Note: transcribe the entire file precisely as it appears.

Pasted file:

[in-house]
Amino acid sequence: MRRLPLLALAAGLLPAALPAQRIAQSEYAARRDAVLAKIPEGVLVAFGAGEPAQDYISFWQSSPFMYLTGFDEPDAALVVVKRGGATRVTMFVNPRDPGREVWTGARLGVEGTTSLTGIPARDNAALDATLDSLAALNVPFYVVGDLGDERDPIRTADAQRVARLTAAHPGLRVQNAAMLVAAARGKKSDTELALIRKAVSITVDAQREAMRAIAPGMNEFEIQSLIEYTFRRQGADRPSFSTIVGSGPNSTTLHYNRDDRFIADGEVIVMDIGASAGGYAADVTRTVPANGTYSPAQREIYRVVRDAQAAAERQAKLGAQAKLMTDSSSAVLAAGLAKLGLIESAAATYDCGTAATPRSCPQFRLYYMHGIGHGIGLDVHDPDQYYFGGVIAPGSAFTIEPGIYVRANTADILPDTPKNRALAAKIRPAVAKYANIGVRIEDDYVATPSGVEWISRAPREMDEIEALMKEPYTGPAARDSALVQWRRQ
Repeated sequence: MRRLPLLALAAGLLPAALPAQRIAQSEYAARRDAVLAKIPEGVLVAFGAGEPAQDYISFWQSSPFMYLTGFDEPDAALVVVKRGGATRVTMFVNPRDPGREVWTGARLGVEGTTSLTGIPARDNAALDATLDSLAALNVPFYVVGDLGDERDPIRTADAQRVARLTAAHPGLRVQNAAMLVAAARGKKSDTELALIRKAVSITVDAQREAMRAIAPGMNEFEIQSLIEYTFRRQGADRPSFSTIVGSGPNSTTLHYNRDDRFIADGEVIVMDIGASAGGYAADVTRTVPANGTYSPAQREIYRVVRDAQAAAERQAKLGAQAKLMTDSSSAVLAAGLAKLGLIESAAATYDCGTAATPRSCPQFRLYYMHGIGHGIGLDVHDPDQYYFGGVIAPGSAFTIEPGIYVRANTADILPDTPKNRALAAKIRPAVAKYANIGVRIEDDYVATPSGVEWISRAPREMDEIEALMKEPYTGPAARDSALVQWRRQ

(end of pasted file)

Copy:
[in-house]
Amino acid sequence: MRRLPLLALAAGLLPAALPAQRIAQSEYAARRDAVLAKIPEGVLVAFGAGEPAQDYISFWQSSPFMYLTGFDEPDAALVVVKRGGATRVTMFVNPRDPGREVWTGARLGVEGTTSLTGIPARDNAALDATLDSLAALNVPFYVVGDLGDERDPIRTADAQRVARLTAAHPGLRVQNAAMLVAAARGKKSDTELALIRKAVSITVDAQREAMRAIAPGMNEFEIQSLIEYTFRRQGADRPSFSTIVGSGPNSTTLHYNRDDRFIADGEVIVMDIGASAGGYAADVTRTVPANGTYSPAQREIYRVVRDAQAAAERQAKLGAQAKLMTDSSSAVLAAGLAKLGLIESAAATYDCGTAATPRSCPQFRLYYMHGIGHGIGLDVHDPDQYYFGGVIAPGSAFTIEPGIYVRANTADILPDTPKNRALAAKIRPAVAKYANIGVRIEDDYVATPSGVEWISRAPREMDEIEALMKEPYTGPAARDSALVQWRRQ
Repeated sequence: MRRLPLLALAAGLLPAALPAQRIAQSEYAARRDAVLAKIPEGVLVAFGAGEPAQDYISFWQSSPFMYLTGFDEPDAALVVVKRGGATRVTMFVNPRDPGREVWTGARLGVEGTTSLTGIPARDNAALDATLDSLAALNVPFYVVGDLGDERDPIRTADAQRVARLTAAHPGLRVQNAAMLVAAARGKKSDTELALIRKAVSITVDAQREAMRAIAPGMNEFEIQSLIEYTFRRQGADRPSFSTIVGSGPNSTTLHYNRDDRFIADGEVIVMDIGASAGGYAADVTRTVPANGTYSPAQREIYRVVRDAQAAAERQAKLGAQAKLMTDSSSAVLAAGLAKLGLIESAAATYDCGTAATPRSCPQFRLYYMHGIGHGIGLDVHDPDQYYFGGVIAPGSAFTIEPGIYVRANTADILPDTPKNRALAAKIRPAVAKYANIGVRIEDDYVATPSGVEWISRAPREMDEIEALMKEPYTGPAARDSALVQWRRQ